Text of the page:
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Originally Posted by david s View Post
Get both perlite and vermiculite. As you want a weak mix that will insulate well, a 50/50 mix of vermicrete/perlite, 10:1 makes a more workable mix than either of them alone.

If you are not using blanket and the vermicrete is your only insulation then you need to make it around 100 mm thick. To assist it to dry do it in three or four layers with a week between each because for every 100 litres it will take around 30 L water and that's a lot to remove, especially if you cover it over with more.
Thanks David. Is it best practice to cure the oven after all the vermicrete/perlcrete has gone off? Or do we just need to wait for the thermal layer to dry out? Or some combo of layering and curing? Also, is there any need to keep the insulation layer from binding to the thermal layer, like a blanket would? Cheers all.

Last edited by sandybits; 07-16-2013 at 07:16 PM.
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  #27  
Old 07-16-2013, 07:51 PM
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Default Re: First time 41" clay/homebrew oven.

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Originally Posted by sandybits View Post
Thanks David. Is it best practice to cure the oven after all the vermicrete/perlcrete has gone off? Or do we just need to wait for the thermal layer to dry out? Or some combo of layering and curing? Also, is there any need to keep the insulation layer from binding to the thermal layer, like a blanket would? Cheers all.
I prefer to do the curing fires after doing the vermicrete layers. Put the vermicrete directly on to your thermal layer. If you didn't add any burn out fibres to your mix you will have to go super slow to prevent steam explosions.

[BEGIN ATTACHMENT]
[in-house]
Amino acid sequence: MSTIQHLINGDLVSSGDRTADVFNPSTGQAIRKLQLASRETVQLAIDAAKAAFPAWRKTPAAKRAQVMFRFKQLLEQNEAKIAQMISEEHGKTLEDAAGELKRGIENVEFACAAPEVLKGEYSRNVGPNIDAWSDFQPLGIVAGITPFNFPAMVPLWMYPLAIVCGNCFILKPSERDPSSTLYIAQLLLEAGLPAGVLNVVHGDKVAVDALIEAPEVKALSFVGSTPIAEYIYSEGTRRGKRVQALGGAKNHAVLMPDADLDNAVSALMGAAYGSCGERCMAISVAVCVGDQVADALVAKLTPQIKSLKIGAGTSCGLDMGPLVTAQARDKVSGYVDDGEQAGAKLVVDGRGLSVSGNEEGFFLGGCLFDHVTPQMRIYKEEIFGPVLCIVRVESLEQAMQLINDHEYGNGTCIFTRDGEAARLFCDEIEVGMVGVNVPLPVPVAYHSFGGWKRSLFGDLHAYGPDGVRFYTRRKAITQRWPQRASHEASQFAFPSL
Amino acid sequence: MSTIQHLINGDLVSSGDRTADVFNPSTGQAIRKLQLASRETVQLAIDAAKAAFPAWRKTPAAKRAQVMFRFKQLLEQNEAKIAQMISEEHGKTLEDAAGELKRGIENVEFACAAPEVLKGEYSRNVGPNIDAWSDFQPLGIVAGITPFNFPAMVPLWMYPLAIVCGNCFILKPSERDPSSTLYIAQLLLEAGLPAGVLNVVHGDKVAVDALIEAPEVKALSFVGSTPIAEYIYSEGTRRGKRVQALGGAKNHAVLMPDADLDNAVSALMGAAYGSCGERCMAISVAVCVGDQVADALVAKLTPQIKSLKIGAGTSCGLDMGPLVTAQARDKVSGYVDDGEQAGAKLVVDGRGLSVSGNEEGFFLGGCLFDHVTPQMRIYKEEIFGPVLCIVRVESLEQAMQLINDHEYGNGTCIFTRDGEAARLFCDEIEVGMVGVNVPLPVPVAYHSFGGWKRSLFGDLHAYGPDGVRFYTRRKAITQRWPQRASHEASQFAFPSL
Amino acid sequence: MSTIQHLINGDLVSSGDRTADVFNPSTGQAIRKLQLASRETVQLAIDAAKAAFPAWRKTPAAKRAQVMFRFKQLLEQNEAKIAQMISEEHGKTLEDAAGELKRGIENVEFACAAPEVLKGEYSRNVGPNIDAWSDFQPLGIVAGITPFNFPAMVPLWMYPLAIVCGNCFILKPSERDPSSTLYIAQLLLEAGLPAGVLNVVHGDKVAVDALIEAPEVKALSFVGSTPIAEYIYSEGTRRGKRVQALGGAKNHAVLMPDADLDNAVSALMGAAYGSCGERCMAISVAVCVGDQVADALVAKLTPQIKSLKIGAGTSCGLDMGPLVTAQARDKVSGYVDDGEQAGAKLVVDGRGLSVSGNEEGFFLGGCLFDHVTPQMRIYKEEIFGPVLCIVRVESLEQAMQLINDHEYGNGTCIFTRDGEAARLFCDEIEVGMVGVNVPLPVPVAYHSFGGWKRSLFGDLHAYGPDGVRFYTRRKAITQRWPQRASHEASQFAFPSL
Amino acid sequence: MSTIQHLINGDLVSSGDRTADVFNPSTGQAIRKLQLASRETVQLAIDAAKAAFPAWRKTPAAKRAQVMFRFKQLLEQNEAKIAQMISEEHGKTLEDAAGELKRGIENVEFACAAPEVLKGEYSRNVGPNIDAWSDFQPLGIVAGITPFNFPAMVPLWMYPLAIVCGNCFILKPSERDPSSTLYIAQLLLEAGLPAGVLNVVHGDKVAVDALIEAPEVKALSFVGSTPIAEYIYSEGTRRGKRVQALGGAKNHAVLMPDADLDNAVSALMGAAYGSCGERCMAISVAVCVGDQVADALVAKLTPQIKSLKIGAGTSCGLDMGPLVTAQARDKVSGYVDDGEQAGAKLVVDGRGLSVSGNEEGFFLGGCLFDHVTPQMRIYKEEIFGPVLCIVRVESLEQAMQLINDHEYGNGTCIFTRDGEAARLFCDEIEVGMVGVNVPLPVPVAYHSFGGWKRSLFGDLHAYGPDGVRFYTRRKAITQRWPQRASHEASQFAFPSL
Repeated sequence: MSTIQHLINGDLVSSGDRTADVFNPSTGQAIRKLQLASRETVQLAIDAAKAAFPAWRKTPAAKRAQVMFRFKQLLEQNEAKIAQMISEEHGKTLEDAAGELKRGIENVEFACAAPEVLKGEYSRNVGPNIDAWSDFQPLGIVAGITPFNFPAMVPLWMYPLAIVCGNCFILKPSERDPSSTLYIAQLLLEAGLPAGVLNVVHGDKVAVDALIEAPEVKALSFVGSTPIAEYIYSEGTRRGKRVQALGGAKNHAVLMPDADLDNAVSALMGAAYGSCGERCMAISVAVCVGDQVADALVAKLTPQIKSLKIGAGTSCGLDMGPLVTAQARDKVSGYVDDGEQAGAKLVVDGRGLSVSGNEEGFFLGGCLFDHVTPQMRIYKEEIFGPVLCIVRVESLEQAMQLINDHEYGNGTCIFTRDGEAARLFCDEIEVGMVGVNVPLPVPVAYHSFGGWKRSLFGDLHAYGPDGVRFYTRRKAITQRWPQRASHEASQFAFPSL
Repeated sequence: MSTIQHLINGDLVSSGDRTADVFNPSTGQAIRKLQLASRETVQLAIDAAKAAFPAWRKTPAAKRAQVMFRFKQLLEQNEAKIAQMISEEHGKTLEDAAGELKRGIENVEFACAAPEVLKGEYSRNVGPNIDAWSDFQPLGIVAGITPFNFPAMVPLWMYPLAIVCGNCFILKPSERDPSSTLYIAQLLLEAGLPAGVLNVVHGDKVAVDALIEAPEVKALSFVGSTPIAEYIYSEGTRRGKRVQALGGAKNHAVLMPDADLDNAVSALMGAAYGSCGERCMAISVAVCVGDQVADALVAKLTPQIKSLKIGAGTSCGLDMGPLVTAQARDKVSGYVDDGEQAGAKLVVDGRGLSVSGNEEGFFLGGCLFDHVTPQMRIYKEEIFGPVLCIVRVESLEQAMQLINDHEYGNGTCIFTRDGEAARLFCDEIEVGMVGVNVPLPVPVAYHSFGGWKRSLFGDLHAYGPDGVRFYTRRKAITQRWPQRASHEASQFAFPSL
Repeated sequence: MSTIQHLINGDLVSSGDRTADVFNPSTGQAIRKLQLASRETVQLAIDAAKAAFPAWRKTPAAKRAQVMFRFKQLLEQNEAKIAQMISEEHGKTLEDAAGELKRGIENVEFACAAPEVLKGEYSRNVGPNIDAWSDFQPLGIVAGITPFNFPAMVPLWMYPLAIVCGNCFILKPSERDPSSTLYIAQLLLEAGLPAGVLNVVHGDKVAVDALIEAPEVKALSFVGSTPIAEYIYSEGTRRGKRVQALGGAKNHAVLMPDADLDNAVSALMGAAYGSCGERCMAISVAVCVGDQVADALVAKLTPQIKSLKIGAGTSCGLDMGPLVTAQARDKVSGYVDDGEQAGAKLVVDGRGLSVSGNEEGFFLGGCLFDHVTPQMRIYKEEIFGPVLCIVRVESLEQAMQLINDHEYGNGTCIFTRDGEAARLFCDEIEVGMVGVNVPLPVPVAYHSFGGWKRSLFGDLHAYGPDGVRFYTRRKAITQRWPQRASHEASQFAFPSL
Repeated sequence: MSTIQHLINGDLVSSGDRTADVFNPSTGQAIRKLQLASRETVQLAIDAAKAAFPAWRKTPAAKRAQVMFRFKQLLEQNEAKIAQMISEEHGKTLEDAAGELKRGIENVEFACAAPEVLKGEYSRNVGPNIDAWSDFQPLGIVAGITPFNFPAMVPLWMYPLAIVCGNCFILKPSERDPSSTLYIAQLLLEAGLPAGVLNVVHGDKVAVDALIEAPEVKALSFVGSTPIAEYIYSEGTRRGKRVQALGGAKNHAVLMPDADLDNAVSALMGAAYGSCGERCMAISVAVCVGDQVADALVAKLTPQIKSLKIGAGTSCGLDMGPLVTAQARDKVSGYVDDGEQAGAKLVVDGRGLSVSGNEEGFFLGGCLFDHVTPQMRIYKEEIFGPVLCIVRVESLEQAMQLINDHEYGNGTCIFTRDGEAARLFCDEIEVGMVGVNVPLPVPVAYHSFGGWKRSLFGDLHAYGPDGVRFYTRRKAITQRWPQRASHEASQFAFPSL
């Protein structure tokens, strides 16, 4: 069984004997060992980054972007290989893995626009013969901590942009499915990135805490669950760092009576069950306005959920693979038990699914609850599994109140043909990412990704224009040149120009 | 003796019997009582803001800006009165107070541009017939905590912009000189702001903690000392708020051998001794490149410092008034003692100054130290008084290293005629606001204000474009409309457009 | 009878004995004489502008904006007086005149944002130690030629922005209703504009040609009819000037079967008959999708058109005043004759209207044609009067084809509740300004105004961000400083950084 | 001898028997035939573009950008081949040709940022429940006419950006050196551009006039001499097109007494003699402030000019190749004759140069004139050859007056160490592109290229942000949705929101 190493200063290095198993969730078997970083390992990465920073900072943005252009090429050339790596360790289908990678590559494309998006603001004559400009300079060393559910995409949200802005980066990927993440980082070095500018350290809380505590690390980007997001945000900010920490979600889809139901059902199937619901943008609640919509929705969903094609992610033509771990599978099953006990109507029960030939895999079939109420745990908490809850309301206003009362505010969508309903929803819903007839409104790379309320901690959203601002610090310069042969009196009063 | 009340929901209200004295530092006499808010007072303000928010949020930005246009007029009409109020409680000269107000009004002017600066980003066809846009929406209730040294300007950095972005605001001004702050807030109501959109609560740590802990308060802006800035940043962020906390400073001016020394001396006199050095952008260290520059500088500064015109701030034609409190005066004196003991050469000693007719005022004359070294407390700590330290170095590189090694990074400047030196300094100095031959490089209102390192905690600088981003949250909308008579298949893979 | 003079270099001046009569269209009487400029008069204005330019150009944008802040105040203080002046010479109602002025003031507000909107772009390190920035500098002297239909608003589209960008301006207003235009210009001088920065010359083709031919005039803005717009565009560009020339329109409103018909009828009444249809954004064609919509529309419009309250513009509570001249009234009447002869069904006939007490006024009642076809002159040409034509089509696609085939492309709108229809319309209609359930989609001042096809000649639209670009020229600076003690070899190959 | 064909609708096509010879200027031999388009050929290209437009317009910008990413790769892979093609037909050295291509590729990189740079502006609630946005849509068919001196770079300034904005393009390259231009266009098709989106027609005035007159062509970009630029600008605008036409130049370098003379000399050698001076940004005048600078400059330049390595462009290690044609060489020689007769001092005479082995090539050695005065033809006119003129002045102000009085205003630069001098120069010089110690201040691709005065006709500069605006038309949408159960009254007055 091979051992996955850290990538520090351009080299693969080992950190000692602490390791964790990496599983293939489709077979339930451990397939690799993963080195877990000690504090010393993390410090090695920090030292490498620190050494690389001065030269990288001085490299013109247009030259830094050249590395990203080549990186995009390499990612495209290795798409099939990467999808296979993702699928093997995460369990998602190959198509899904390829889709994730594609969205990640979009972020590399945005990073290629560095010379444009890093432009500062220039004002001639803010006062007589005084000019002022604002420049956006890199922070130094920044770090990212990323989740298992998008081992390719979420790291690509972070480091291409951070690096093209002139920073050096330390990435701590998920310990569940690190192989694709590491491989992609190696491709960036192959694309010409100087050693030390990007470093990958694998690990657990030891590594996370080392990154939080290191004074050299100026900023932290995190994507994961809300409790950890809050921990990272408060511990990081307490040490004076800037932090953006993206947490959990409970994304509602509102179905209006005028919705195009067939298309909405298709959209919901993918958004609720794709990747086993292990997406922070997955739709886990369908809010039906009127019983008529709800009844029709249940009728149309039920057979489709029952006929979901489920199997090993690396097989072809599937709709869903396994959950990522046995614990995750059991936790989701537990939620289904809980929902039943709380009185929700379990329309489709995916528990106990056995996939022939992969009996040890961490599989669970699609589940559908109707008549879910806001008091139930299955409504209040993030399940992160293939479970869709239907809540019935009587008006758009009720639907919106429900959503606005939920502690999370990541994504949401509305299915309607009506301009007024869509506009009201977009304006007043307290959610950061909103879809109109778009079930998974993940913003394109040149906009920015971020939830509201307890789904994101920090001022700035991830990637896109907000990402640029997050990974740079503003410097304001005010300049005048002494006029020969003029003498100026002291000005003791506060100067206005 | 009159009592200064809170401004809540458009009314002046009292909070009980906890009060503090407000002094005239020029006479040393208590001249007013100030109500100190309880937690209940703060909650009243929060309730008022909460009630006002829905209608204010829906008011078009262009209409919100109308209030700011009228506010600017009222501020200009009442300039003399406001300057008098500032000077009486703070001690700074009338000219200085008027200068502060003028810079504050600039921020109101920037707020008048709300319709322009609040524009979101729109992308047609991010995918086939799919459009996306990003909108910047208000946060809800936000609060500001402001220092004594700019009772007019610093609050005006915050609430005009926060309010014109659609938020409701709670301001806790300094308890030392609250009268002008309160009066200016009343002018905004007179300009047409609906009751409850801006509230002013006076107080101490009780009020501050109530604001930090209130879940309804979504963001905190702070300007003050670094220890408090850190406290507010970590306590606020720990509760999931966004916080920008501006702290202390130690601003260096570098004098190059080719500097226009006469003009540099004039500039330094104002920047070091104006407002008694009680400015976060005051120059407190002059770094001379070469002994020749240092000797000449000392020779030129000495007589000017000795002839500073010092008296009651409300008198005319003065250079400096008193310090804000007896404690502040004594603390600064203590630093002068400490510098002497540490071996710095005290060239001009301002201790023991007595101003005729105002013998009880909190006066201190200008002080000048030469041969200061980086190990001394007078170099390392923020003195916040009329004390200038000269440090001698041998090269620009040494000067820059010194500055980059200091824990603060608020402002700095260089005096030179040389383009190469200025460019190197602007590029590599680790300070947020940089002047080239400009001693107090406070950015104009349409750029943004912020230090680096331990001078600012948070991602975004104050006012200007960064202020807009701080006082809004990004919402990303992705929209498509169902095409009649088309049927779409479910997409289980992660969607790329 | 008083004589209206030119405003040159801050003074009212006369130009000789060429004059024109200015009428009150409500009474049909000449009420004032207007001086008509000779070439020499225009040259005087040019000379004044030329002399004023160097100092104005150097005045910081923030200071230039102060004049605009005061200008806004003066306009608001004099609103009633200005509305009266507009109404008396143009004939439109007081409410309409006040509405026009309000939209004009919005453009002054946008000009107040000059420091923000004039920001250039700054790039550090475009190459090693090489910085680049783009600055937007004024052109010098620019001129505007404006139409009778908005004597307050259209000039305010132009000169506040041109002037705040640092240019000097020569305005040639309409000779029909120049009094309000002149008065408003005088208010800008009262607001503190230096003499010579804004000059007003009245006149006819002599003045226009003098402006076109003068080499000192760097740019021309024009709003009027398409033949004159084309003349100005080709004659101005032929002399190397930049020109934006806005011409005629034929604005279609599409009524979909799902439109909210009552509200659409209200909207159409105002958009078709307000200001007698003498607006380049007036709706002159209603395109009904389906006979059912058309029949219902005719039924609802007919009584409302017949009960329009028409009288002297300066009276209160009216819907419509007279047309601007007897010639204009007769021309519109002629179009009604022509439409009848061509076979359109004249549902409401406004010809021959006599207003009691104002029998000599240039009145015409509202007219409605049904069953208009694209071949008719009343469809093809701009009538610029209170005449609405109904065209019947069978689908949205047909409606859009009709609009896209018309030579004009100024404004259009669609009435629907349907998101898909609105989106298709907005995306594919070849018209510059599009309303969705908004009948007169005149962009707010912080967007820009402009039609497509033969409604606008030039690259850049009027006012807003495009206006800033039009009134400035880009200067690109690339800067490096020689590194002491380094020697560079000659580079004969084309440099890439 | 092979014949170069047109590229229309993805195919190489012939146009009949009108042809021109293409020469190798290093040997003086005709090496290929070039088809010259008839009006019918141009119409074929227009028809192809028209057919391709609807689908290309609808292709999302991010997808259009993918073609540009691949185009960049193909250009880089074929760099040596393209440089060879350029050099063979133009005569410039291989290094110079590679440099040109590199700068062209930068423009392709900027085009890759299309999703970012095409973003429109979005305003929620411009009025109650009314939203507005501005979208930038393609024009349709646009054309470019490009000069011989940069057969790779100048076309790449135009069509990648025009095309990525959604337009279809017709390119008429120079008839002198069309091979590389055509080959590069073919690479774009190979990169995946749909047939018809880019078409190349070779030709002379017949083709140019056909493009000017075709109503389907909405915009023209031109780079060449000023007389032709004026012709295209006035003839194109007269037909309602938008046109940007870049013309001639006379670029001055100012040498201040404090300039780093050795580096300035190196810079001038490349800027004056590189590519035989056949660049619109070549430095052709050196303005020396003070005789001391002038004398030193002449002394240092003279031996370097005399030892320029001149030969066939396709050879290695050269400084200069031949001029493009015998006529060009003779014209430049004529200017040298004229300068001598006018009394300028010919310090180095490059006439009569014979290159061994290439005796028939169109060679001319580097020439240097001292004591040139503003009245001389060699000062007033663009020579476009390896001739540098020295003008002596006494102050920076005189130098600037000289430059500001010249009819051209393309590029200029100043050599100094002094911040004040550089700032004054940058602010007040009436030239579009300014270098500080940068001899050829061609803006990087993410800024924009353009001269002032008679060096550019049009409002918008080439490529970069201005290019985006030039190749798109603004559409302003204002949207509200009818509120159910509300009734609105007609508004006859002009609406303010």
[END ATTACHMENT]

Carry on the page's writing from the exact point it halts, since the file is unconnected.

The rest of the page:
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  #28  
Old 07-17-2013, 07:38 PM
Peasant
 
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Default Re: First time 41" clay/homebrew oven.

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Originally Posted by david s View Post
I prefer to do the curing fires after doing the vermicrete layers. Put the vermicrete directly on to your thermal layer. If you didn't add any burn out fibres to your mix you will have to go super slow to prevent steam explosions.
Burn out fibres. I missed that one. Is that sisal rope? Ahh, the first build. I'm learning so much.

Picked up a bag a vermiculite and perlite, 100 litre each. $49 all up. Should be more than I need.

As a bit of an aside I did some calculations to work out the surface area of my dome. Noone probably cares about this stuff but I thought I'd add it as its part of my build.

At the narrowest the radius of my dome is 570mm and at the biggest it is 635mm. That is measuring the inside and adding the pavers plus thermal layer. This gives me a surface area (after diving the result by 2 as its a dome not a sphere) of between 2.04 square metres (m2) and 2.53 m2. At 100mm thick insulation layer I need between 0.2 cubic metres (m3) and 0.25 m3. Or 200 litres to 250 litres of material.

At a 10 to 1 ratio (vermiculite/perlite to cement) I get between 0.19m3 and 0.23m3 of vermicultie/perlite and 0.02m3 of cement. A 20kg bag of cement is 0.01m3 or 10 litres so I need 2 bags of cement and probably all of the bags of 'lite. Lucky I grabbed 2

Now I've got to go and work out how to tell if the bags of cement I have in the shed have gone off or not.

Cheers.
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  #29  
Old 07-17-2013, 11:14 PM
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Default Re: First time 41" clay/homebrew oven.

You will lose about 20% of volume on mixing the vermiculite or perlite.
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  #30  
Old 07-18-2013, 12:36 AM
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Default Re: First time 41" clay/homebrew oven.

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Now I've got to go and work out how to tell if the bags of cement I have in the shed have gone off or not.
.

Fore the price of a bag of cement just chuck it out and get a fresh bag.